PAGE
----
In an interview that first featured in the Official Matchday Programme for Everton's clash against Newcastle United, boyhood Evertonian Morgan Feeney discusses going from Season Ticket Member to First Team, his gratitude to the Club’s Academy, and flourishing as captain of recently-promoted Carlisle United.
Professional footballers can sometimes be guilty of massaging the truth when it comes to revealing their allegiances - but not in the case of Morgan Feeney.
Born in Bootle, into a family of half Evertonians and half Liverpudlians, it was always Royal Blue for Feeney, who held a Season Ticket throughout his childhood and even after making his senior Everton debut having joined the Club’s Academy aged seven.
In fact, following that senior bow in a Europa League clash with Atalanta in November 2017, Feeney returned to his usual seat in the Lower Gwladys Street seven days later as Wayne Rooney’s stunning hat-trick earned the Toffees a 3-0 win over West Ham United.
“I had the best view in the house for the third one, the goal from the halfway line,” he recalls. “I saw it the whole way... It was an amazing moment.”
The excitement in Feeney’s voice is still there. So, too, his obvious love for Everton — but things have moved on significantly since that moment.
Now captain of League Two side Carlisle United, Feeney is playing an integral role in the Cumbrian side’s push for promotion to the third tier as the season reaches its climax (since this interview, Carlisle won the League Two play-offs).
But it hasn’t all been plain sailing.
There were false starts upon leaving Everton for the first time in January 2020, when a loan spell with Tranmere Rovers was cruelly cut short after suffering a hamstring injury on his debut.
Feeney then left his boyhood Blues permanently that summer, penning a short-term deal with then-League One side Sunderland but, despite impressing staff, the Black Cats were unable to offer a longer-term contract with financial uncertainty arising from the coronavirus pandemic.
Third time, lucky, then, as Feeney put pen to paper with Carlisle United in January 2021 for the remainder of the campaign but even then he was forced to be patient, with a freak training ground incident leaving the defender with a broken foot just 20 minutes into his very first training session with the club.
“It was a strange 18 months of bad luck, really,” recalls the 24-year-old. “I had injuries but none of them were inter-linked and there was no pattern to it.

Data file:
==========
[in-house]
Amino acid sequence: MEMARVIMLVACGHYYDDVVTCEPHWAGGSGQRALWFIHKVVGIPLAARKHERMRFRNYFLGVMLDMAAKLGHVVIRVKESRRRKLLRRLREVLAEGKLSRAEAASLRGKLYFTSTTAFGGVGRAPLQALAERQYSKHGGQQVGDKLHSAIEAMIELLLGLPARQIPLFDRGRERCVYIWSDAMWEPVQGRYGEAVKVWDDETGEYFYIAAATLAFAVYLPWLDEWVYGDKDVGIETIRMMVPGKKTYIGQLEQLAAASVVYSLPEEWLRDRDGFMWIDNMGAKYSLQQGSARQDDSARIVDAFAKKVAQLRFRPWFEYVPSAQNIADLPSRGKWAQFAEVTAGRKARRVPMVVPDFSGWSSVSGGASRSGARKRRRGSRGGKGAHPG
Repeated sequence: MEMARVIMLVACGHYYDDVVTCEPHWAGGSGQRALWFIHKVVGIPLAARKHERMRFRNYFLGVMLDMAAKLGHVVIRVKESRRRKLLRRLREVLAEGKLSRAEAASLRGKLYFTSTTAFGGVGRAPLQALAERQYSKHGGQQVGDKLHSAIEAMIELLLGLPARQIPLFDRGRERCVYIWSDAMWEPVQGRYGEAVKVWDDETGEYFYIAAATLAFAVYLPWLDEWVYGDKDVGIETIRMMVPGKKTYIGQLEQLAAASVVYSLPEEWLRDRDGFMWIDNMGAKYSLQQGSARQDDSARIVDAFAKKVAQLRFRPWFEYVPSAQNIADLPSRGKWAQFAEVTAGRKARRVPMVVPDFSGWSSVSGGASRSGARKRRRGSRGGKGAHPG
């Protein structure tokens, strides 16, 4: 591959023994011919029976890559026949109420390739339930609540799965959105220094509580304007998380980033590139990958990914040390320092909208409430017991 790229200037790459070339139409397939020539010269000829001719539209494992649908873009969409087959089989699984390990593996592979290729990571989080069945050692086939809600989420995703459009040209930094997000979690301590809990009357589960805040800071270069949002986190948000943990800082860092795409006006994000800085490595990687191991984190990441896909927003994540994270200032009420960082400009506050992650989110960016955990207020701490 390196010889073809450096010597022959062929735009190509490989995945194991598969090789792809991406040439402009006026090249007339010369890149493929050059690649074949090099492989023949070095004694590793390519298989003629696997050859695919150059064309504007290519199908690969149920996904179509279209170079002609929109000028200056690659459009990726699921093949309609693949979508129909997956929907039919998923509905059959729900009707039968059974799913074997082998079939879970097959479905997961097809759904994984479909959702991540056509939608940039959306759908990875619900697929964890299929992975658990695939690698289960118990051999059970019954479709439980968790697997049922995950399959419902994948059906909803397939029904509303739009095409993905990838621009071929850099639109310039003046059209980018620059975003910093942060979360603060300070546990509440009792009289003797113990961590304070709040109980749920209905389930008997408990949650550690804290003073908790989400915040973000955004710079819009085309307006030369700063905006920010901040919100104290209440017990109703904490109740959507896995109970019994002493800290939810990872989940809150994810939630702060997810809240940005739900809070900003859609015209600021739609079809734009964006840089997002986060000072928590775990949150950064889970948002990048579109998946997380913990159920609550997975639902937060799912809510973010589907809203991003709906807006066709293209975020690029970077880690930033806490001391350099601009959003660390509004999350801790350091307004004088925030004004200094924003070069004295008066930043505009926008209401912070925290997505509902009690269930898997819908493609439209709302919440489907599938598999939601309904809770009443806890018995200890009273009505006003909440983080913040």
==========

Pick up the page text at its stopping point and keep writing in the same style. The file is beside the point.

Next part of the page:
“Towards the end of that period it almost became laughable at how bad the luck was but I never, ever lost any hope or belief, even if I did get knocked back a couple of times.
“I always believed in my own ability and that it would work out somewhere, as long as I gave it 110 per cent, which I always will.
“I signed for Carlisle and before I could even get going I got injured in a five-a-side game making a tackle that I’ve made a thousand times before. It was then I thought, 'When is this run going to end?', but, luckily, they stuck with me despite it keeping me out for the rest of that season.
“I came back that next season — I had a good off-season and I've not looked back since.
“Touch wood I can carry on going from here.”
Carlisle manager Paul Simpson handed Feeney the captain’s armband ahead of the current campaign and Feeney has flourished on a personal level, while also helping the side’s promotion charge after a 20th-placed finish last term.
“It's a really good club,” explains Feeney. “It's got a good fanbase, good stadium, good lads in the changing room and people around the place.
“I’m really enjoying my time up here. Last year — my first proper season — we didn't do very well as a group and ended up in a bit of a relegation scrap but we stuck together and came through it.
“This year we're having a go at the top end and hoping to keep that going.
“Being made captain is something I relish and we’re all just really enjoying our football and determined, as we come to the business end of the season, to go and get promoted.”
Perhaps even more obvious than his passion for Everton is Feeney’s gratitude towards the Club and its staff, who he credits for providing him with a robust platform to go on to forge a career in the professional game.
Starting out with Barlow’s JFC at The ‘NAC’ (Netherton Activity Centre), Feeney, along with fellow former Everton youngster and close friend Antony Evans, formed part of a formidable side that went more than two seasons unbeaten before also spending time with Kirkby Colts and Croxteth Park with Liverpool’s Trent Alexander-Arnold.
It wasn’t long before Feeney’s talents were spotted and he joined Liverpool’s academy initially but when Everton eventually showed interest, a move became inevitable.
“Our Sunday league team was really good but it got to a point where virtually 90 per cent of the group went off to different academies and it fell apart,” said Feeney. “Obviously, I've always been a big Blue but I ended up at Liverpool because they wanted me.
“I spent a few years there and I think I was eight when I joined Everton.
“I remember I'd played against Everton and I had a good game — Everton wanted me after that and as soon as that was the case, that was it. I was only ever going there. There was no question about it.
“As you'd hope, it felt like home straight away. Everyone was fantastic with me in making me feel welcome from the first moment.
“I’d actually done a couple of sessions with Everton in the pre-Academy at Netherton and Bellefield but it didn’t work out and that’s why I joined Liverpool.
“I was doing okay at Liverpool, playing games and enjoying football, although I obviously didn’t enjoy putting on a red shirt!
“I remember it all happening shortly after my grandad died. He was a big Evertonian, like all of my mum’s side and my dad is a Blue, too.
“There was never a choice for me. I've always been an Evertonian and it was the best decision I ever made, although I guess it was never actually a decision.